HOPE Is Proud to Partner with SVS on Landscaping Services That Keep Our Affordable Homes Looking Beautiful and Employ People With Intellectual and Developmental Disabilities

SVS team provides landscaping at a HOPE home. From left: Luis, Wilber, Donaciano, Ignacio, and Mario. Front: Gabriel. (SVS)

SVS team provides landscaping at a HOPE home. From left: Luis, Wilber, Donaciano, Ignacio, and Mario. Front: Gabriel. (SVS)

by Ian Nevarez

HOPE knows that living an ordinary, independent life is a primary goal for people with intellectual and developmental disabilities (I/DD). Housing plays an enormous role in achieving that objective, but how can someone afford a home in this challenging real estate market without a job? If HOPE truly wants to be a part of the solution, then we also must prioritize creating employment opportunities for this population. That is why, in 2016, we started a contract with the landscaping arm of Social Vocation Services (SVS), a statewide service provider for people with I/DD.

SVS was founded in 1977 as a small after-school program for teenagers with autism. Since its establishment, SVS has grown to serve over 4,000 individuals with intellectual and developmental disabilities throughout California. They offer a wide variety of services to meet the needs and interests of a diverse population, from day programs, work programs, and licensed group homes. Their landscaping business has been operating for nearly 20 years while providing jobs and personal growth opportunities for people with I/DD.

SVS Gardener Trimming Hedges at HOPE Home. (SVS)

SVS Gardener Trimming Hedges at HOPE Home. (SVS)

The current employment rate for people with intellectual and developmental disabilities in California lags far behind the rate for those without disabilities, as well as the rate for people with all other types of disabilities. While a majority of people with I/DD desire to work, the State Council on Developmental Disabilities (SCDD) reports that during the past decade, little more than 13% of this population has been employed.1 Despite efforts to enhance employment opportunities, substantial barriers to accessing gainful employment still persist for a majority of these individuals.

This reality has a significant impact on the ability of people with intellectual and developmental disabilities to afford rent. Currently, 8 out of 10 people with I/DD must rely on Supplemental Security Income (SSI) to support themselves. A typical SSI payment is around $900 a month or $10,800 a year. SSI-level income is less than 20% of the area median income for Los Angeles County and below the 2019 federal poverty line of $12,490. 2 According to the 2014 Half in Ten Report from the Center for American Progress, 28.4% of adults with disabilities live in poverty, and adults with intellectual and developmental disabilities represent 16% of all adults living in poverty.

Housing is generally considered affordable when the rent or mortgage is no more than thirty percent of a person’s income. For people living on a $900 a month SSI payment, affordability would translate to no more than $270 a month. Rents at this level are nonexistent in Los Angeles County. In fact, in Los Angeles, an average one-bedroom apartment rents for $1,360 and is five times more than what a person living on SSI can afford. 3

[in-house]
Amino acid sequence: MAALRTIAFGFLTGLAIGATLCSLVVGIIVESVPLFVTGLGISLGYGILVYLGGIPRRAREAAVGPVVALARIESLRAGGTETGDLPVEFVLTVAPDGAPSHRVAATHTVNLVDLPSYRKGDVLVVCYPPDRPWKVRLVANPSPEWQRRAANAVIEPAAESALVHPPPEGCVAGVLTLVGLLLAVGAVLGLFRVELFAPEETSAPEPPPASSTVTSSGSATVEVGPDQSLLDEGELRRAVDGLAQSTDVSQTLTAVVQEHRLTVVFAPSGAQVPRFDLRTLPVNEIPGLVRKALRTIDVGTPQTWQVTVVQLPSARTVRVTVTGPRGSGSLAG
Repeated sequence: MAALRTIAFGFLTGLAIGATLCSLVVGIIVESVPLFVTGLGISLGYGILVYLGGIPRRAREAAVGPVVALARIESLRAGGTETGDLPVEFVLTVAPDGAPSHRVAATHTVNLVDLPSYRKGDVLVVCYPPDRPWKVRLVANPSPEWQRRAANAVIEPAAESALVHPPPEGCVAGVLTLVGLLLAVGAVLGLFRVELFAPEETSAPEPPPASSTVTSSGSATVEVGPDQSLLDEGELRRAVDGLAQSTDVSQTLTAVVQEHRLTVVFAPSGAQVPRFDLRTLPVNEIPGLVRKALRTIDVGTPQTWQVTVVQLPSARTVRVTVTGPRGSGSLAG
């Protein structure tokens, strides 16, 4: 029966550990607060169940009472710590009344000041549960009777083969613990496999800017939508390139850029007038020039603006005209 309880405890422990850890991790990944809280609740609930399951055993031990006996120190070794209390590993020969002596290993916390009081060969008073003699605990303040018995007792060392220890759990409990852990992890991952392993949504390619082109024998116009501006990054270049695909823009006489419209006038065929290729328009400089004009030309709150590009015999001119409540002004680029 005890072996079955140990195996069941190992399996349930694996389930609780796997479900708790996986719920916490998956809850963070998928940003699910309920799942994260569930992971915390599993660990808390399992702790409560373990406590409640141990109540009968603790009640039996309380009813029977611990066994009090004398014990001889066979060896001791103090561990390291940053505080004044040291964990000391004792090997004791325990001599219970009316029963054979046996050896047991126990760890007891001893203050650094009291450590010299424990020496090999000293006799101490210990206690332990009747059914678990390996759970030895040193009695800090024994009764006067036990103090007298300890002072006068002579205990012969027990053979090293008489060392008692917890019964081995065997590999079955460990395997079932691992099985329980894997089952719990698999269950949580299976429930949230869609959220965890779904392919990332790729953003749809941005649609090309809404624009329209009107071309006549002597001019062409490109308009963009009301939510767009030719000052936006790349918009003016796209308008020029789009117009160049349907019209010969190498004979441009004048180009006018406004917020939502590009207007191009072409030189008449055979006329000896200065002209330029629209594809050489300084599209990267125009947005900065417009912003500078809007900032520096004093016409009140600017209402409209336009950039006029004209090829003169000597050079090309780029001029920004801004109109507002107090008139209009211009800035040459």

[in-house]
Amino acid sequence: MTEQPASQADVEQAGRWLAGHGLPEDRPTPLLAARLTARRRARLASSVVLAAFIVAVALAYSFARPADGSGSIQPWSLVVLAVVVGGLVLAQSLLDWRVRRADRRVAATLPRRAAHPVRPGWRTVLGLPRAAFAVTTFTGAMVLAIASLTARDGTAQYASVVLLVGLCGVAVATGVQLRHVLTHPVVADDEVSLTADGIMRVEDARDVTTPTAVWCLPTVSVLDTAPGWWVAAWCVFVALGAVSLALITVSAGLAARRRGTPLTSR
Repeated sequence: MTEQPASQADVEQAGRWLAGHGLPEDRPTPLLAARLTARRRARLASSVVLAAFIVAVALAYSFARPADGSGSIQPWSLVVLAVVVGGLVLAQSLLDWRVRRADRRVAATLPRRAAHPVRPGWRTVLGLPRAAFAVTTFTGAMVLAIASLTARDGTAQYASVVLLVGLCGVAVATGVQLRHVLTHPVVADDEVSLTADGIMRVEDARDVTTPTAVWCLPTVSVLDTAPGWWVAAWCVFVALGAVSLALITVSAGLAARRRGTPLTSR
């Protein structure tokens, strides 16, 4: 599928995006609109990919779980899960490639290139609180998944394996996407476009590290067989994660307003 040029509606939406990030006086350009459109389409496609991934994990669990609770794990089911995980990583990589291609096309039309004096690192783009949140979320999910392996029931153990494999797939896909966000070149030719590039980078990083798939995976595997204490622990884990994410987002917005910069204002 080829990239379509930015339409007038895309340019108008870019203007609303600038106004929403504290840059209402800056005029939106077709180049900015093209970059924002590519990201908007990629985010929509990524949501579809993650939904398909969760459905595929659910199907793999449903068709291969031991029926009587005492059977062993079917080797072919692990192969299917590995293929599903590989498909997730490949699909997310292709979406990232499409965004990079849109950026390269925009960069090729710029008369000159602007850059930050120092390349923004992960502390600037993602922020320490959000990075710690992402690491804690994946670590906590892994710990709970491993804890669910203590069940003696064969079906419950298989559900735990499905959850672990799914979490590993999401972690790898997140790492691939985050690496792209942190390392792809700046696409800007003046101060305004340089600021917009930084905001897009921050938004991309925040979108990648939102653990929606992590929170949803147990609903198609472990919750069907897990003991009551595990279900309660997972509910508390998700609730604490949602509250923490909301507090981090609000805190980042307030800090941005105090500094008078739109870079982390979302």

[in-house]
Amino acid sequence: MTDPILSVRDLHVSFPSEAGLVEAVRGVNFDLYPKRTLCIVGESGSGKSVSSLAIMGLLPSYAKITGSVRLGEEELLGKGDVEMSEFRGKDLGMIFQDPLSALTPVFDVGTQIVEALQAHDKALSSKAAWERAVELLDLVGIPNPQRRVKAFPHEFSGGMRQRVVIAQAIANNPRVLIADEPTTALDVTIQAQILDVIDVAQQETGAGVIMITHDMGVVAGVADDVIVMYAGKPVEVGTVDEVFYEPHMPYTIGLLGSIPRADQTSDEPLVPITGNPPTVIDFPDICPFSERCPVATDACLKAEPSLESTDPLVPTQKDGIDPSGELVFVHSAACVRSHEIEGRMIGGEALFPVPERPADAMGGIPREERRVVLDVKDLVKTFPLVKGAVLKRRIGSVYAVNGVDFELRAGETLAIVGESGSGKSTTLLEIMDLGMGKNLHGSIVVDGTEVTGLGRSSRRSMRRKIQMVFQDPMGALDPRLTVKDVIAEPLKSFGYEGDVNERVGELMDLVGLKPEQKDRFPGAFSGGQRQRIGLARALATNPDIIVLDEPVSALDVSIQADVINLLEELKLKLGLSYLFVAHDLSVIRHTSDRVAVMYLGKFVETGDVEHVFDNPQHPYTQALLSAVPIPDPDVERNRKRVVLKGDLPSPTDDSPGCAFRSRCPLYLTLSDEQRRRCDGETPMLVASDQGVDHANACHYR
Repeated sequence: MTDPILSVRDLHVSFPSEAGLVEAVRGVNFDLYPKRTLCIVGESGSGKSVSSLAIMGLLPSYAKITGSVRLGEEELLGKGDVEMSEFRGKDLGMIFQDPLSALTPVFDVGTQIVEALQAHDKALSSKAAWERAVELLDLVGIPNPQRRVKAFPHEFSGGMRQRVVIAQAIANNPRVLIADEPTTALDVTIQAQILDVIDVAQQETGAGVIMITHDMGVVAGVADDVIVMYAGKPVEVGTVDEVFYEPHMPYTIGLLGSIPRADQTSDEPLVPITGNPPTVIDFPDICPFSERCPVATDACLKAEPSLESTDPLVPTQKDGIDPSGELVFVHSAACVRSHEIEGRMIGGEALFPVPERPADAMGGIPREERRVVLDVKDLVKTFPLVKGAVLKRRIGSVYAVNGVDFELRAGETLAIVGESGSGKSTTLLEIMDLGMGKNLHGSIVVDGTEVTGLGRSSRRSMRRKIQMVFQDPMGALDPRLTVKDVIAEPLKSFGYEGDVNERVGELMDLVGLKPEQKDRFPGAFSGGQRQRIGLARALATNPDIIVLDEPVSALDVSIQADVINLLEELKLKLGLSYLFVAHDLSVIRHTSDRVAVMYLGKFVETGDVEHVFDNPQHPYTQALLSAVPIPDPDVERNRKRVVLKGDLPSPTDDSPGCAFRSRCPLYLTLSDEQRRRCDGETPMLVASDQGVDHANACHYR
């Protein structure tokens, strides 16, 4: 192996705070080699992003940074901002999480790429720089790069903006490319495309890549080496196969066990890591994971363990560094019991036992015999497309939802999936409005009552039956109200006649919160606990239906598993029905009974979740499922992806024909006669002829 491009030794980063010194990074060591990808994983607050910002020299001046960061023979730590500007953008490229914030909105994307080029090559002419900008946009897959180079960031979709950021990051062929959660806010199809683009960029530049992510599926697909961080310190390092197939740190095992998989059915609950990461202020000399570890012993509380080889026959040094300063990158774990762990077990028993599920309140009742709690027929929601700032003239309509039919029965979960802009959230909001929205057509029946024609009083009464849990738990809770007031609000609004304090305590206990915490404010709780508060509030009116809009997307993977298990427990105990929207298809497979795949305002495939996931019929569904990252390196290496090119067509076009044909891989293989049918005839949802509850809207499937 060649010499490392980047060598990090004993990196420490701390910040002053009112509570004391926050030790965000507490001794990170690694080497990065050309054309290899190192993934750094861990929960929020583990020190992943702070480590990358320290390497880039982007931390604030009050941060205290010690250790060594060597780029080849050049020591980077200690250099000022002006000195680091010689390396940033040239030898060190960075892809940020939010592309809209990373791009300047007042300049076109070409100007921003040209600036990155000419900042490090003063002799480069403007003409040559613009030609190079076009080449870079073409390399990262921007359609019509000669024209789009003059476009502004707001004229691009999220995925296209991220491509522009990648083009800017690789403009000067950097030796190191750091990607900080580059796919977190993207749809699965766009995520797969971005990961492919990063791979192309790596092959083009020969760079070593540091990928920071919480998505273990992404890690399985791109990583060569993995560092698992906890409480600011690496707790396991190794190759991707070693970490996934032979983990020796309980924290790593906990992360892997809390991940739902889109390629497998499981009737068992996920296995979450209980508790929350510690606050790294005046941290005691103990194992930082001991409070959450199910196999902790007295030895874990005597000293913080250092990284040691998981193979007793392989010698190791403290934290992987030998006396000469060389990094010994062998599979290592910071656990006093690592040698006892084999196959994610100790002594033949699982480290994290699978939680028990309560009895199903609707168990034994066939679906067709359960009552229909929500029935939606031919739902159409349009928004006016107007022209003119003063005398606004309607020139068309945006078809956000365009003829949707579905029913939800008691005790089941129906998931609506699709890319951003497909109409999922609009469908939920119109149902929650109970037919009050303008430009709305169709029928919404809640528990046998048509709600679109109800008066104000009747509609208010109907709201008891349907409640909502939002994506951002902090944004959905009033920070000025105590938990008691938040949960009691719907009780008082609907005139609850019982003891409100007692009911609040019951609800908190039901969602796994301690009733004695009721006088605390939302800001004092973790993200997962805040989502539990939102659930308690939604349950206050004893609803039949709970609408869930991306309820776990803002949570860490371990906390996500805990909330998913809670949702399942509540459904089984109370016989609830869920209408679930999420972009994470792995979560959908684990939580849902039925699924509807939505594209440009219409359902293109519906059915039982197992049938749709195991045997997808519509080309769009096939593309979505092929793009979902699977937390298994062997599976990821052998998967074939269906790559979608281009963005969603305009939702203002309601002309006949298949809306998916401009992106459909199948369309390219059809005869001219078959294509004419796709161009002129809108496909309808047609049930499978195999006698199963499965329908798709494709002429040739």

SVS Gardener mowing HOPE Lawn. (SVS)

SVS Gardener mowing HOPE Lawn. (SVS)

Jobs are vital to addressing this issue for people with I/DD. The SVS Downey Community Inclusion Services gardening group is just one example of the wide variety of work opportunities SVS offers their clients statewide. In order to be employed by SVS as a landscaper, candidates must demonstrate safety awareness skills and the ability to operate gardening equipment such as lawnmowers, edgers, or weed and hedge trimmers.

HOPE will be looking for ways to further expand our use of their excellent services.

Employees of this service take pride in their work. They are very detail oriented and guarantee a beautifully landscaped yard every time. HOPE can attest that they genuinely care about us as customers and the lawns and gardens they service.

When a person with an intellectual or developmental disability is given the opportunity to work, they benefit in more ways than just receiving a paycheck. There is pride in being able to contribute financially to their independence, a chance to make friends, and an overall ability to stay active and feel useful. “There’s a lot to do,” employee Ignacio M. says, “It keeps me busy. I like to use the lawnmower!”

Because of our donors, volunteers, and advocates, HOPE can pursue our mission of creating stable, affordable homes for people with developmental disabilities, while never losing track of why we do what we do. With your support, HOPE will continue to keep our values front and center as we create independence, choice, and dignity through housing for those we serve.

To make a tax-deductible donation to HOPE, click here, and to learn more about SVS, visit: http://www.socialvocationalservices.org/.


1California State Council on Developmental Disabilities, https://scdd.ca.gov/ca_empl_rate/#.XNmilRRKhhE.

2U.S. Department of Health & Human Services (2018), Poverty Guidelines. https://aspe.hhs.gov/2019-poverty-guidelines.

3Apartment List (April, 2019), Rent Report Los Angeles. https://www.apartmentlist.com/ca/los-angeles#rent-report